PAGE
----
NY Style Sourdough Bagels
If you’d like to make a tough, hard-boiled New Yorker cry on the West Coast, give them one of these bagels with a thick layer of authentic cream cheese schmear and watch them turn into a blubbering mess. I know, quite the boast, but I’ve tested this with real live New Yorkers and it is fun to watch them light up and get teary-eyed reminiscing about their home on the East Coast and the bagels they came to love.
Not the easiest recipe to tackle, but well worth the effort. This is the result of trying several different recipes to achieve the most authentic bagel possible. With no preservatives, chemicals or additives these are not only good tasting but good for you as well. They freeze up really well and can be made as onion or blueberry or whatever you want bagels. As an added bonus, you can use this recipe to make pretzels and pizza dough as well. It just doesn’t get any better than this! So if you are sufficiently enticed, let’s get going!
n 50g Active Sourdough Starter. (100% hydration)
n 5g Ghee or butter melted.
n 150g Warm water
n 250g Unbleached, All-Purpose Flour. (Use a high protein flour.)
n 50g Whole Wheat Flour.
(Substitute whatever percentage of flours if you like. Try some rye flour.)
n 8g Salt
n 12g Barley Malt
- Start by adding your starter to the warm water and mix well.
Add the melted Ghee or butter and again, mix well.
In a separate bowl, mix up your blend of flours, the salt, and barley malt.
Add the starter mix to the flour and using your hand like a claw, start mixing everything together. Once you have incorporated all the dry flour with the starter, let it autolyze for twenty minutes.
Turn out onto your board and knead for ten minutes. This is a 46% hydration dough so it will be tough to get it into a nice tight ball of dough. I recommend kneading for a full ten minutes, let it rest for ten minutes and knead again for ten to fifteen minutes. Depending on your particular circumstances, you might have to add one more go but that should be enough to form up a nice tight ball of dough. I rarely get the dough to pass the windowpane test but strive to get it so it stretches a bit before it breaks or when the dough will not spring back when gently pressed.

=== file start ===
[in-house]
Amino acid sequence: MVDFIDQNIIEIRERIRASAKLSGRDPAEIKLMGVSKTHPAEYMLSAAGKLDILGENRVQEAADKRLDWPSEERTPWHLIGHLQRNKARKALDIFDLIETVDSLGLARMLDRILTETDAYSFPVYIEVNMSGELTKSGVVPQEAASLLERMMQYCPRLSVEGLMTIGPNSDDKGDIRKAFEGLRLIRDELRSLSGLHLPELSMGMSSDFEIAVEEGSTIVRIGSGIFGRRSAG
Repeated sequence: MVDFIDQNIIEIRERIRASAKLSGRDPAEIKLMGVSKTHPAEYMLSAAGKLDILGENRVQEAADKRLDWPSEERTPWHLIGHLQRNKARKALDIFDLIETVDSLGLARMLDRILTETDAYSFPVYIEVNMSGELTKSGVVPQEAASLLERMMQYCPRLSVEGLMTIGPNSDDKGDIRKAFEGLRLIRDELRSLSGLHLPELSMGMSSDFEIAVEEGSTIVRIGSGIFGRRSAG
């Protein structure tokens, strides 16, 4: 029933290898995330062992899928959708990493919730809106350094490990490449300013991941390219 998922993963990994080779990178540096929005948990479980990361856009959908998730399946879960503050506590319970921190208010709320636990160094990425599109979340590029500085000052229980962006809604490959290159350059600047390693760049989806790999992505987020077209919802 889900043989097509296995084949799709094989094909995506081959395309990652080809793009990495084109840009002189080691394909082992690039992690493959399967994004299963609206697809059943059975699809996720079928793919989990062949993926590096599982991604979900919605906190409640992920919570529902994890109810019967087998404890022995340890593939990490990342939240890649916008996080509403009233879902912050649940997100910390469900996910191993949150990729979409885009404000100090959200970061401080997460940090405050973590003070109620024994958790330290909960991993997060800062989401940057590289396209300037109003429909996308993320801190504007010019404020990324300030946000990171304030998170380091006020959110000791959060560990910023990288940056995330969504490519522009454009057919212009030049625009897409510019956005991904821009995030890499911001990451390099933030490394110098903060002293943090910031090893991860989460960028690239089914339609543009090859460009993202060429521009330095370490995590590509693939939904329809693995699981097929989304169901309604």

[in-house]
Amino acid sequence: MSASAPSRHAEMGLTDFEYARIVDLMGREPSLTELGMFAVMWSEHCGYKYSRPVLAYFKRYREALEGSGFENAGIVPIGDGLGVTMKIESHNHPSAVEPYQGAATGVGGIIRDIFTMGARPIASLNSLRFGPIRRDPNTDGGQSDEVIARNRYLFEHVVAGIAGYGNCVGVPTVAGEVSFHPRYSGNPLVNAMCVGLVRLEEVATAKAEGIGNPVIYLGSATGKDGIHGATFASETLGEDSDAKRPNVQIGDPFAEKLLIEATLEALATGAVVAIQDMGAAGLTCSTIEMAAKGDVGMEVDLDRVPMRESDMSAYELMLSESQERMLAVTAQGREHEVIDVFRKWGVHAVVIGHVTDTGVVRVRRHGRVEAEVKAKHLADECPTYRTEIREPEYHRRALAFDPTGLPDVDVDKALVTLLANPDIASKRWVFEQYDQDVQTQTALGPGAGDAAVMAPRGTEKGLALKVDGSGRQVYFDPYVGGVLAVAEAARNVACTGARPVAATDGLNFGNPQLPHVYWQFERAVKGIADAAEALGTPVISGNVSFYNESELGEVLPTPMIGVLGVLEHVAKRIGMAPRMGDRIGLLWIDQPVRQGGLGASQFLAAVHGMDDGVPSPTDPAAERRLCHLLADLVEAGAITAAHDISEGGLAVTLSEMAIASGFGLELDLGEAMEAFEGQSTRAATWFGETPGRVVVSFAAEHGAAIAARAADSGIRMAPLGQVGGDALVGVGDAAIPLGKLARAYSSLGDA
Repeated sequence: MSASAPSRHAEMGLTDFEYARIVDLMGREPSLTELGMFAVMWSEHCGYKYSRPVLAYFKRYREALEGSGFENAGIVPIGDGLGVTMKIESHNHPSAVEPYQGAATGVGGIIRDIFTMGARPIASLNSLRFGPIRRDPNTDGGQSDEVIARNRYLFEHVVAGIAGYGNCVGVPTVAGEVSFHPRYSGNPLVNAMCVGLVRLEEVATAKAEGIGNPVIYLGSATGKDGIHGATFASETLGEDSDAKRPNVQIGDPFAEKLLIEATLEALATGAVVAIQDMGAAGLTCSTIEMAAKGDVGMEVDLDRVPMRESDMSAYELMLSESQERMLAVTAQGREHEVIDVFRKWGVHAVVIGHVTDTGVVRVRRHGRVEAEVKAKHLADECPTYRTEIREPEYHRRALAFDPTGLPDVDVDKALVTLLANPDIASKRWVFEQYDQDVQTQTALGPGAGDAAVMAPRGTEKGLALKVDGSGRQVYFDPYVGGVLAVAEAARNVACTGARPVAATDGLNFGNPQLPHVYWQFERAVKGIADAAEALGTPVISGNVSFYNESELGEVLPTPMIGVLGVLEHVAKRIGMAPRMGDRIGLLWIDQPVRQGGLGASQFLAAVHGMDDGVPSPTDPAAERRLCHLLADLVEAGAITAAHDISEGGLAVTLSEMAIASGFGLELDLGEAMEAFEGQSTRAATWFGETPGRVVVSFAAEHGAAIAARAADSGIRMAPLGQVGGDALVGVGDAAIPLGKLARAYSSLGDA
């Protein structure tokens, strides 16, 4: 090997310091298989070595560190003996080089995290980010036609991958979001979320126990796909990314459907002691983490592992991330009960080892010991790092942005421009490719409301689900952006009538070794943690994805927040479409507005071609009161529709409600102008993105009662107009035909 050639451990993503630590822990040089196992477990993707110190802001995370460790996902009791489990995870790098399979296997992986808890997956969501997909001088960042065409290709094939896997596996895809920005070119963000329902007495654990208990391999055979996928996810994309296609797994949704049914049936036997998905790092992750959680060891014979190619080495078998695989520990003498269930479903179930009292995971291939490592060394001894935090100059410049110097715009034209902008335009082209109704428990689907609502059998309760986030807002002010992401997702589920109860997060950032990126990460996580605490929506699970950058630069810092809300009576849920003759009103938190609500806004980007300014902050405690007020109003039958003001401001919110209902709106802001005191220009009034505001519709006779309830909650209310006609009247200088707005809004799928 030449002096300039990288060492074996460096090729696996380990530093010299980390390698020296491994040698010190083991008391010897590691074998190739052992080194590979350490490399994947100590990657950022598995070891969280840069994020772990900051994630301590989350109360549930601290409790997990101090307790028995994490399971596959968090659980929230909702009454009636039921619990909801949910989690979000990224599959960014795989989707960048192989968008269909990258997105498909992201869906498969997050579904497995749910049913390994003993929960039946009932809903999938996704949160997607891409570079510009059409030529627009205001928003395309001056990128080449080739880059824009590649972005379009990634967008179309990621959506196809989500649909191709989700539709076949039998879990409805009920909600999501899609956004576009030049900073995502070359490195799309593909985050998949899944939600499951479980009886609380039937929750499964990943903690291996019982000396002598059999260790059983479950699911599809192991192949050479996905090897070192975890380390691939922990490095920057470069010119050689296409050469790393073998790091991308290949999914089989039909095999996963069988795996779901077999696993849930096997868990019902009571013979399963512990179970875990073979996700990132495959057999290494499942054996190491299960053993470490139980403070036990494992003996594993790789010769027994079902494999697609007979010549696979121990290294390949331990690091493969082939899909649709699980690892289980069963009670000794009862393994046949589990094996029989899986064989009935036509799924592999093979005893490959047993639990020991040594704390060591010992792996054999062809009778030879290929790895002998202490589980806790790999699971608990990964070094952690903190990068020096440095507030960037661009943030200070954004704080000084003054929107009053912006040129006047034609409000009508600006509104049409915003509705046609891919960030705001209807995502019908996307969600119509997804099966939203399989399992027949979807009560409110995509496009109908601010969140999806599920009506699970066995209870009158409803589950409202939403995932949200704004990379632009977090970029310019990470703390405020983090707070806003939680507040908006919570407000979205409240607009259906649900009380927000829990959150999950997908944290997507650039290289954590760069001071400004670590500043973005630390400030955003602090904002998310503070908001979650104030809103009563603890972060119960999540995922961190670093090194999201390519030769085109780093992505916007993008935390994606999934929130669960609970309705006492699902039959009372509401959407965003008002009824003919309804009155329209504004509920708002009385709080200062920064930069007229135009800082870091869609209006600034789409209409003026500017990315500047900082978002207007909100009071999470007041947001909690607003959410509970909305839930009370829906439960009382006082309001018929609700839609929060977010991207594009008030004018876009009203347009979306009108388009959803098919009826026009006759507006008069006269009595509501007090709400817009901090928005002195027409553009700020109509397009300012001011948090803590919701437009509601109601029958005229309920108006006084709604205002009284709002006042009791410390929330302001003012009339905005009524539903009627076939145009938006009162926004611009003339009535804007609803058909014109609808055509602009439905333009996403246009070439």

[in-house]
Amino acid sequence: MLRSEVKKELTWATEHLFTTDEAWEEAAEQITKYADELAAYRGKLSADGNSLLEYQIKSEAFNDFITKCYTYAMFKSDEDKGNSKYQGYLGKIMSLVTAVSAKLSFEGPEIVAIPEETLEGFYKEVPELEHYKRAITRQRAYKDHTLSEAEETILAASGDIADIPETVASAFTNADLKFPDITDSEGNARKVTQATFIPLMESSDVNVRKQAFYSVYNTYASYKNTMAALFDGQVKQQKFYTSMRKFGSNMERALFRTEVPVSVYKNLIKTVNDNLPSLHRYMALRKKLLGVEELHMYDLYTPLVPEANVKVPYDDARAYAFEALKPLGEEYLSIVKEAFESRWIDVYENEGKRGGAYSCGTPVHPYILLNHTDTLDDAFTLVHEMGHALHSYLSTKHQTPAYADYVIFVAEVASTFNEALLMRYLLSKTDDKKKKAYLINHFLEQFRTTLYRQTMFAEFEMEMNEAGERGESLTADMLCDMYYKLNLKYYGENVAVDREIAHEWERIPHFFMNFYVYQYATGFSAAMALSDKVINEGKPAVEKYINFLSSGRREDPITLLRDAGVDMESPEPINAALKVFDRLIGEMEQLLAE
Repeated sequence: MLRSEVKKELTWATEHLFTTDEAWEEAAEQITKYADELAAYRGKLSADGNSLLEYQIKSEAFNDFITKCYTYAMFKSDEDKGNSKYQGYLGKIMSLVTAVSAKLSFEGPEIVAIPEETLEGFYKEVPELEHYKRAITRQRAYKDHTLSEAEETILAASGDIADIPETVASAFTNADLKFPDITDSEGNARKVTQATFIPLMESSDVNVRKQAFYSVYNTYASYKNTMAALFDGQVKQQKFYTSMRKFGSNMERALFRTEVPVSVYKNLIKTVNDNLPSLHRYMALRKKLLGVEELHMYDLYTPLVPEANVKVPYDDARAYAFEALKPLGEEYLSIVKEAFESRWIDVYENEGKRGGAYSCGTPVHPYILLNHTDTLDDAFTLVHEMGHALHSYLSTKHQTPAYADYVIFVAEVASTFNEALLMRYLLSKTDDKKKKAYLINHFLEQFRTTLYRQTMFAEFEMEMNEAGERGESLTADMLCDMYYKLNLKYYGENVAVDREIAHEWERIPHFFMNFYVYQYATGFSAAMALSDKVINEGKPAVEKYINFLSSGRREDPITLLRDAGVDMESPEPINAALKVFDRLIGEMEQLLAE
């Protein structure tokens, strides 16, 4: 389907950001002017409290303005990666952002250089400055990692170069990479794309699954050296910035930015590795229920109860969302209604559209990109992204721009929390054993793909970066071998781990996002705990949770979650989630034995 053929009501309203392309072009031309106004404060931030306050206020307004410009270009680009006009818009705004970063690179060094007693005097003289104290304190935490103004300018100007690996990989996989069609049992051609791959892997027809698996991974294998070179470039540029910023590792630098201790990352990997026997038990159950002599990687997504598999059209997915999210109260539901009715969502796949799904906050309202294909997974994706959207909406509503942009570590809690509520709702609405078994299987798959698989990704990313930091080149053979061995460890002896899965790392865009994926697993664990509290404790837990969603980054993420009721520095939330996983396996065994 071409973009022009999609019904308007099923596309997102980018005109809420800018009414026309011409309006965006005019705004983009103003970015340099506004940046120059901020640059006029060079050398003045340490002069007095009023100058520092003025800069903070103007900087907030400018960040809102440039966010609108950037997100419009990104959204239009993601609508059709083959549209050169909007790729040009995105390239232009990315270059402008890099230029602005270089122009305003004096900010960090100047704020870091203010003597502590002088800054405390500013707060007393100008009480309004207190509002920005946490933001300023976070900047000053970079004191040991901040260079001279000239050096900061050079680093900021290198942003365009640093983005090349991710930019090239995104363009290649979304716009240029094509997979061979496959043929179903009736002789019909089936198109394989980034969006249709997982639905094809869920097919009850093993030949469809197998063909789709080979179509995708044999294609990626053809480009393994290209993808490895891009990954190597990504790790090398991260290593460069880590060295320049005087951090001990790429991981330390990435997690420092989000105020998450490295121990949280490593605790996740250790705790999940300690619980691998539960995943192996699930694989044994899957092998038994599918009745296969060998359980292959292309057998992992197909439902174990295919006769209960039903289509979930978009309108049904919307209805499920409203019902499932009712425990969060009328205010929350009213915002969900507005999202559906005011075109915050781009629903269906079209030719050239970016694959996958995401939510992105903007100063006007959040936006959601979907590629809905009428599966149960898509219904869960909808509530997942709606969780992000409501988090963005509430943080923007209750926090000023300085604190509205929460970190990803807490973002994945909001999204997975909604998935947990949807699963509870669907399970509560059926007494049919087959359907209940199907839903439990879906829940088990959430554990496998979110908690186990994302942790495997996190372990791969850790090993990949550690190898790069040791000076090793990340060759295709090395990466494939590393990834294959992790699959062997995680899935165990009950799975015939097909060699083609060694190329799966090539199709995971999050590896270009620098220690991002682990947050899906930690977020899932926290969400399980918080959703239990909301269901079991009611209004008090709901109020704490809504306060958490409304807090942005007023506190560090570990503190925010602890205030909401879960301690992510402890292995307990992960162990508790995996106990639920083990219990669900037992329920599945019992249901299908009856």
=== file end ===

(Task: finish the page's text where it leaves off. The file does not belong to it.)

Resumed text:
Once you are happy with the dough, perform a tension pull and place in a proofing basket for two hours. The dough ball may not rise very much at all.
Divide the dough into 4 balls and shape into your preferred bagel style.
Pokey method VS. Rolly method. What would sourdough baking be without each baker having their own way about forming a bagel.
The Rolly method – The purist would have you roll the dough ball out into a cigar shape about 10” to 12” long, form a circle, overlap the ends and roll to seal the seam where they come together. Roll the dough out and let it rest for a few minutes and roll it out some more to get the desired length. If you do not seal the seam securely, the bagel will fall apart.
The Pokey method – Take your dough ball and roll it into a flat ball and poke a hole in the middle while stretching it out into a doughnut shape. Gently work it out to your optimal bagel size but don’t stretch it out too much.